Sunday, April 30, 2006

See You Later, Gordon

A friend died yesterday.

I'd seen him many times on Sunday, said a brief hello. I'd stood on the sturdy wooden stage he helped build for our church play a year ago. I knew his wife and his kids pretty well. But I'd never had a conversation with Gordon until about a month ago. I'd heard Gordon was in the end stages of cancer, so I went to the family's home to see if I could help with some household duties.

We'd barely gotten past "hello" when Gordon told me the deepest longing of his soul. He said he was searching for God's purpose for him, praying to know it. He told me, "I'd just like to know what God wants me to be doing for him right now."

I wanted to say something encouraging, so I told him, "Well, Gordon, I'm sure there will be lots of projects when you get better. The church always has something that needs to be built or fixed or ... "

Gordon stopped me. "I know, and there's a lot of stuff I'd like to do if I get stronger. But what I mean is, I want to know what God would like me to do right now. If I stay sick, if I don't get better ... because I don't know whether I'll be healthy again. But I do know God can still use me. So that's what I'm praying for--that God will use me right now."

His words were profound to me. Right now. I was looking to Gordon's future, hoping and praying he would enjoy a long life. His doctors and nurses were looking to his future, and predicting death, they told Gordon to eat and do whatever he wanted, act however he desired.

Gordon was looking at the present. But he wasn't seeking last moment pleasures for himself. He wasn't trying to strike a deal with God, wasn't bargaining, "God, if you heal me, then I'll do all this stuff for you--after you make me feel better." Here was a man in terrible pain, and his greatest desire wasn't for God to take away that burden. His dying wish was to serve God.

You see, God hadn't sent me to encourage Gordon that day. God had given Gordon a message for me.

Every day, we're inundated with tasks that seem so important: get the bills paid, take out the trash, do the laundry--all the little stuff it takes to keep our lives running as smoothly as possible. We tell God, "Lord, I will give you all of my attention and all of my energy and effort ... as soon as I get some time." That happens to me a lot. As Gordon spoke to me, I realized: My life doesn't need to be in order to serve God. Things don't have to be perfect, and I don't even have to feel well to do it. God can use me right now if I let him.

Gordon was probably the only person in the world who could teach me that lesson. I would have disregarded it from anyone else, passing it off as, "They just don't understand how pressed I am for time." For Gordon, time was at a premium. There were many loose ends he wanted to tie. But he pushed that "to do" list aside and made God his top priority.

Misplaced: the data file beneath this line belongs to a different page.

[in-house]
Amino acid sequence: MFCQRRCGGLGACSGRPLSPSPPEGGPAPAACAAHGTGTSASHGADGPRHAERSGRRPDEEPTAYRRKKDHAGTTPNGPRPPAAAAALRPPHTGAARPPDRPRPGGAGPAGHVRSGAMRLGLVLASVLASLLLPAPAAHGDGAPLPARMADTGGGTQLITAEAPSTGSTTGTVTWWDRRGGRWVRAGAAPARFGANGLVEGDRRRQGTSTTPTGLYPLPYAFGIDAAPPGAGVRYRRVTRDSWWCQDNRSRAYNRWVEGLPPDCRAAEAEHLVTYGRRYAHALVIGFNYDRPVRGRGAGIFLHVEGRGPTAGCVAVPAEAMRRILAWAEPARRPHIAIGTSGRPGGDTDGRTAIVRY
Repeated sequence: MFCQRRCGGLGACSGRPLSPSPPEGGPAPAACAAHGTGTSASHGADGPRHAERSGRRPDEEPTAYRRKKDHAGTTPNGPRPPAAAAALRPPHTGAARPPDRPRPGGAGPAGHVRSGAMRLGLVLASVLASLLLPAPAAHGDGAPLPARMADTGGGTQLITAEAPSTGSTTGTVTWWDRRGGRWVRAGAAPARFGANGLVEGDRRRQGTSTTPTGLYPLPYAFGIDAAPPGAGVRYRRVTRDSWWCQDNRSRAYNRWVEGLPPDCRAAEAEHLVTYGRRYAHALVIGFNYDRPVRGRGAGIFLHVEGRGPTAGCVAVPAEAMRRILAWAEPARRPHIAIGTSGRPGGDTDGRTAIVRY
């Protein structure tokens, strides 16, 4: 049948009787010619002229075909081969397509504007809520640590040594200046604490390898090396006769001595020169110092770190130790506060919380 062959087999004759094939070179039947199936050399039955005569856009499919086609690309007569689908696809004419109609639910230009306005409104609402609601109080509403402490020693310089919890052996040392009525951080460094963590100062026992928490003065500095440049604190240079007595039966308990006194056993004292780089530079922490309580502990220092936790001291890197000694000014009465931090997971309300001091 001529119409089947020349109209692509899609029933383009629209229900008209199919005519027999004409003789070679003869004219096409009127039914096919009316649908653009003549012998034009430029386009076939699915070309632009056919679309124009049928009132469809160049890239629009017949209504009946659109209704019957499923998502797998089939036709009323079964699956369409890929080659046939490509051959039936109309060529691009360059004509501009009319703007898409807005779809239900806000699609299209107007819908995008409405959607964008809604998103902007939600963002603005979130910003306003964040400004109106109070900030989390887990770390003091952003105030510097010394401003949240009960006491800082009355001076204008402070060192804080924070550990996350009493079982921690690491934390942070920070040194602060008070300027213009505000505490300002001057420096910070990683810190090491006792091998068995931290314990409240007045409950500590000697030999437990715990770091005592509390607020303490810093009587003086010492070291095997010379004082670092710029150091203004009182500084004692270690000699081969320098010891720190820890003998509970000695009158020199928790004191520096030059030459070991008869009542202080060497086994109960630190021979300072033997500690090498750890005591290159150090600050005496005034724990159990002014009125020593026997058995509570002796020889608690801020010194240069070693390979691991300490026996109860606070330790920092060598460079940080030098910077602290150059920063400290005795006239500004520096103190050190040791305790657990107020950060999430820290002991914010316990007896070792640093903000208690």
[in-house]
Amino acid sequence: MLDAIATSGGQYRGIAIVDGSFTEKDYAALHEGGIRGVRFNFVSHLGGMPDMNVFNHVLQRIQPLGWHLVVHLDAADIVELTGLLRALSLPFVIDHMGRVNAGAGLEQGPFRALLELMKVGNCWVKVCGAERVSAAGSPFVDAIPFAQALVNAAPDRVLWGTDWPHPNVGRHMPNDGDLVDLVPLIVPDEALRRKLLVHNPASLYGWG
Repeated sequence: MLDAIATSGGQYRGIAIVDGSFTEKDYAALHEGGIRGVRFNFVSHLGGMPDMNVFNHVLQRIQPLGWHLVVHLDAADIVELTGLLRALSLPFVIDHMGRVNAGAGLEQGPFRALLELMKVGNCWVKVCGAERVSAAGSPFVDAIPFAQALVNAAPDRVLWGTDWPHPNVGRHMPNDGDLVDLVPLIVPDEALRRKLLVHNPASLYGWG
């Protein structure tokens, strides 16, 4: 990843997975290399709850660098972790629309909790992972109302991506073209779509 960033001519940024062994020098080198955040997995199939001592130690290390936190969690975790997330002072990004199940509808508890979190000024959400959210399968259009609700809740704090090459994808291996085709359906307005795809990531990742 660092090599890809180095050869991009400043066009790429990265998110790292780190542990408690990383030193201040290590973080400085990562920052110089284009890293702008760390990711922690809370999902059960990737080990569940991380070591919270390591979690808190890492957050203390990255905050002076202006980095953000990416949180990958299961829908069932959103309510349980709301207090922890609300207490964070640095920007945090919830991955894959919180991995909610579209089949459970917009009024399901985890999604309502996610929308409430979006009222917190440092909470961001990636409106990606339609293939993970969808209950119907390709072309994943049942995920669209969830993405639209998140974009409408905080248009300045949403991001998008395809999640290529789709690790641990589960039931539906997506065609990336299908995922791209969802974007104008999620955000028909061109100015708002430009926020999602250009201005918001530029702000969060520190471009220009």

Beautifully enough, God created an opportunity for Gordon to serve him ... and a moment for me to learn.

I'm sad I won't get to learn any more lessons from Gordon. I felt a bit guilty for my sadness this morning and tried to disguise it: It seems Christians sometimes put on a false happy face when another Christian dies. We try to act joyful, to "prove" we know our loved one is in heaven and that we'll see them again someday. But inside, we're really sad because we know they won't be a part of our daily lives anymore.

I compare those feelings to when my husband and I temporarily moved from California to the Midwest. I knew we'd return to California someday, that we'd see our family and friends again, but I didn't know when. It made me sad that we'd be apart from our loved ones for a while, even with the certainty of being reunited one day.

So I think it's OK to miss Gordon, even as I look toward the day when I'll see him again. It's a sad parting, but not a goodbye. With hope and confidence, I can say, "Gordon, I'll see ya later."

To ponder:
Had a recent conversation you can't get out of your head? Pray about it: God may be trying to tell you something.

2) We often think of God speaking to us through words. Have you experienced non-verbal moments when you know God is speaking to you?

3) What makes you feel like God is real? (Some examples: seeing the mountains, hearing a laugh, giving/getting a hug, eating something delicious when you're hungry, smelling a flower, holding a baby.)

4) We communicate non-verbally with other people all the time, and God can use all of your senses to speak to you, too. Do you allow God to "talk" to you this way?


Teeriffic said...

H, thanks so much for writing about Gordon.

Anonymous said...

When my dad was dying of cancer, he kept up an active prayer life for others. It made a deep impression on me that he was using his last resources to minister--asking how people were doing, letting them know that he was praying for them even as he was declining. It showed me we never stop being capable of serving God, if we are open to Him using us.